In Kenosha and Racine counties, the vacancy rate was at or just below 3%, essentially flat from the fourth quarter of 2018. In Milwaukee County, the vacancy rate was 5.4%, slightly down from 5.6% in the previous quarter. Waukesha County, meanwhile, recorded a vacancy rate of 1.9% for the quarter, slightly up from the 1.7% in the previous quarter.
Chad Navis, director of industrial developments for Zilber, said vacancy rates may go up for the region in the near term. This is due to the amount of spec industrial buildings that are being built, especially for the area south of Mitchell International Airport. However, this space will likely be quickly filled, given the demand from users that’s out there.
“I would say there is a significant amount of user activity in this area, and I would anticipate by the second or third quarter you’re going to see a market absorption of that space in the marketplace,” he said.
With this strong demand comes challenges, particularly the availability of land in certain areas.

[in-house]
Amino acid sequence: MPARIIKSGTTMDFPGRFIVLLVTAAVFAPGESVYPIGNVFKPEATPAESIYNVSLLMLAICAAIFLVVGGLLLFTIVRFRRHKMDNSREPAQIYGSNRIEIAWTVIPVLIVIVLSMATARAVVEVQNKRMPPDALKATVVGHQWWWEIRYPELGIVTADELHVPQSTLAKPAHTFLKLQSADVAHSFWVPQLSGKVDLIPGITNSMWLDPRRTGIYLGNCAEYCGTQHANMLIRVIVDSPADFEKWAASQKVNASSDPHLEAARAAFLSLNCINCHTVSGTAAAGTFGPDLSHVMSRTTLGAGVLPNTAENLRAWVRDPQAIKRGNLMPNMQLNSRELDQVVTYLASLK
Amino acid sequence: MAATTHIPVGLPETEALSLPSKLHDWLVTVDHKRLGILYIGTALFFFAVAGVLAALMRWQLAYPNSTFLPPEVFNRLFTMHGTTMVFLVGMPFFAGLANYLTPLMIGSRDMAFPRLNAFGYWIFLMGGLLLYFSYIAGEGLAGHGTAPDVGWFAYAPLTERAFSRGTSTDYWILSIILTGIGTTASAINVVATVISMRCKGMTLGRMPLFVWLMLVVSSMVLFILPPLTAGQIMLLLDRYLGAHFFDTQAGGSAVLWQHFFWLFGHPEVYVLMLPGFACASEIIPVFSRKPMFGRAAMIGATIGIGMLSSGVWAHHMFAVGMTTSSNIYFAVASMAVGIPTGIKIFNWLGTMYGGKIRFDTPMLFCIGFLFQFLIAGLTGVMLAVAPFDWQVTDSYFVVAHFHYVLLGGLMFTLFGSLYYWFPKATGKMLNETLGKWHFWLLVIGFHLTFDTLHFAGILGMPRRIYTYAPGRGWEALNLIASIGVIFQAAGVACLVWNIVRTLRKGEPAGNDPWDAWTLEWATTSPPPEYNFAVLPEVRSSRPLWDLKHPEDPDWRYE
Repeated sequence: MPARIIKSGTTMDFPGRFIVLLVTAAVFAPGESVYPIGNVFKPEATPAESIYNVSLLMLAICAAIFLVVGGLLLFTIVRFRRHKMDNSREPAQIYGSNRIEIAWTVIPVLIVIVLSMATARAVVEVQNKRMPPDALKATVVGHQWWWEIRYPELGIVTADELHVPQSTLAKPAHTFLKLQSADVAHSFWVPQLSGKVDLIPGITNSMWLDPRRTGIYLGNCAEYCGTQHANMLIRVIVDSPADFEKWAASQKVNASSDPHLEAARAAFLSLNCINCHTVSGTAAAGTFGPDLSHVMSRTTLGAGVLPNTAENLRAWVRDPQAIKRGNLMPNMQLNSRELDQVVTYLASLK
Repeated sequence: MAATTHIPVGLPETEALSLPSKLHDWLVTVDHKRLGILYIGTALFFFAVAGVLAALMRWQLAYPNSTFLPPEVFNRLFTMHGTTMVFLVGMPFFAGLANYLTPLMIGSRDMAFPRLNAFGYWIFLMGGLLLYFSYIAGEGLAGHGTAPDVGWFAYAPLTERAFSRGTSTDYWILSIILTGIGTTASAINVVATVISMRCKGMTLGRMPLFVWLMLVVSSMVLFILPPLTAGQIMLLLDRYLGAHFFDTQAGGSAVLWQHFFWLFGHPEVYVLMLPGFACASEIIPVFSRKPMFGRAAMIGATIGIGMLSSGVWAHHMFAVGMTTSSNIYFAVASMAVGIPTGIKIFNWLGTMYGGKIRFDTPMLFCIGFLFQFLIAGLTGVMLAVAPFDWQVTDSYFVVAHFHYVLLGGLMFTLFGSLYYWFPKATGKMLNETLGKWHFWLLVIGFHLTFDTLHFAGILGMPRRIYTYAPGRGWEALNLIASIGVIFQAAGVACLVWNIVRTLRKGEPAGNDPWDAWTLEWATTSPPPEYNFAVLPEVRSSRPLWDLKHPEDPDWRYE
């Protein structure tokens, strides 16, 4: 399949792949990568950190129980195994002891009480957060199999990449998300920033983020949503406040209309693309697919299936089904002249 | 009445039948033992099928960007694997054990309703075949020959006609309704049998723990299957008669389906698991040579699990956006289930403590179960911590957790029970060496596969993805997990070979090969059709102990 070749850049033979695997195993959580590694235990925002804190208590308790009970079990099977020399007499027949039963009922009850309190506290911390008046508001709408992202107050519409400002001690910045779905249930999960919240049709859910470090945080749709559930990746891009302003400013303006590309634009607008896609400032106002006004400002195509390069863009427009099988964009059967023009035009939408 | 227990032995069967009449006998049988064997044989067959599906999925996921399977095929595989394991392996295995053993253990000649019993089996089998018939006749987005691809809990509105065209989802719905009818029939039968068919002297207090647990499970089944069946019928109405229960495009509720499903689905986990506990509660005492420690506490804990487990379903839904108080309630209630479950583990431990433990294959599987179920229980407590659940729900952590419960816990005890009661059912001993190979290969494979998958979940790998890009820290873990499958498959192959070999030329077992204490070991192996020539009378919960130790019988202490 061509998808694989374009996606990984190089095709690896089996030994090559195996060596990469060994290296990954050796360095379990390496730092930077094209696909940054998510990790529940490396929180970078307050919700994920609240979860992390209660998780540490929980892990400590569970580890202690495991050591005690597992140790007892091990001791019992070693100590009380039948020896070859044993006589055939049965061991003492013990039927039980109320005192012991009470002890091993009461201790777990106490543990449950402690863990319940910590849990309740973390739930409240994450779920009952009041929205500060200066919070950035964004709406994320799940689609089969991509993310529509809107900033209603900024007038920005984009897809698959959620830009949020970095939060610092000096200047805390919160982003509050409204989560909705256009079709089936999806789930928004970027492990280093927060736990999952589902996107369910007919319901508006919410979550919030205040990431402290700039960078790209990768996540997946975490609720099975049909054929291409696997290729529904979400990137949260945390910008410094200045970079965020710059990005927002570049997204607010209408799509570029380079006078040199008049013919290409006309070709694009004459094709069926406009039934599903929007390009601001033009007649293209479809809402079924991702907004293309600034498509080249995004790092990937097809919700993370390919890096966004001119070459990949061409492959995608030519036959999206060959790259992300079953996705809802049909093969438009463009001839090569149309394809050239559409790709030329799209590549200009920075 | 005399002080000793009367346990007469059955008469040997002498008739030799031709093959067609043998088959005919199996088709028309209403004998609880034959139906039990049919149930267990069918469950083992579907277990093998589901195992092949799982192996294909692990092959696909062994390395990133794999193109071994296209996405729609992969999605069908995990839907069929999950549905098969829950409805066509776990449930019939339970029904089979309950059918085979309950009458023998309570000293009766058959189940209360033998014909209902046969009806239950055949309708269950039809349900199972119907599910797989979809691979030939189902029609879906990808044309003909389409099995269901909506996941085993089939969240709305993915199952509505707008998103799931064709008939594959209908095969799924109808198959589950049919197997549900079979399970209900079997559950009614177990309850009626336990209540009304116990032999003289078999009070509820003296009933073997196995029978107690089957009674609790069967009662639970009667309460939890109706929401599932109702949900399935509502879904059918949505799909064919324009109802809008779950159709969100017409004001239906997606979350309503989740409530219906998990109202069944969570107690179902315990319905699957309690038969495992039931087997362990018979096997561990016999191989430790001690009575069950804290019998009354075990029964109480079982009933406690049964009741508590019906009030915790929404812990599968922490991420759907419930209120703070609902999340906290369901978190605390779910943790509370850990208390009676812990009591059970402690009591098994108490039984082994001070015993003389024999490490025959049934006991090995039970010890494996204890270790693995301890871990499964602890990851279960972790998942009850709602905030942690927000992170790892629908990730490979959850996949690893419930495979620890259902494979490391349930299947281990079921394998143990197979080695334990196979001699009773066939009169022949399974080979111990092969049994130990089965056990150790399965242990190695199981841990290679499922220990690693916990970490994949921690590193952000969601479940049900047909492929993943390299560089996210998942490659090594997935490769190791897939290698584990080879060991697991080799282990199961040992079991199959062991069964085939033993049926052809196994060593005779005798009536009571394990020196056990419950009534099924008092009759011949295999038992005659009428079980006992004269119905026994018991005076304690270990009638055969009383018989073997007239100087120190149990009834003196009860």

Addressing land availability issues
The demand in the Milwaukee metropolitan area is clearly there.
Hoffman said the longest a new spec industrial building has sat vacant in the metro area recently has been four months. And in the instance of a 193,000-square-foot development in New Berlin, that building was entirely leased three months prior to delivery.
Looking at Milwaukee, especially the primary interstate corridors, it becomes “very problematic” to find a site suited for industrial development, he said. Most developments now require 15 to 20 acres, and finding that much land that isn’t impacted by environmental corridors like wetlands is a challenge.
Barry said it’s becoming increasingly difficult to find large enough tracts of land in a fairly central location in Milwaukee and Waukesha counties, especially. This had led to more industrial projects on the periphery.
Some have even sought to develop infill sites, or find and repurpose an existing building, such as a former big-box retail store.
Another issue lies in the time it takes to prepare a site that isn’t suited for immediate industrial development, such as former farmland on the outskirts of the metro area. Navis said it takes about six to 12 months to bring former farmland online with necessary infrastructure, and on top of that is the development itself. This could add up to two years’ worth of work.
“That’s a long time in our world and usually users do not have two years to sit around and wait,” he said.
Where developers seek to build
The I-94 north-south corridor continues to see plenty of industrial development activity, particularly in the southernmost portion of Milwaukee County, as well as Racine and Kenosha counties.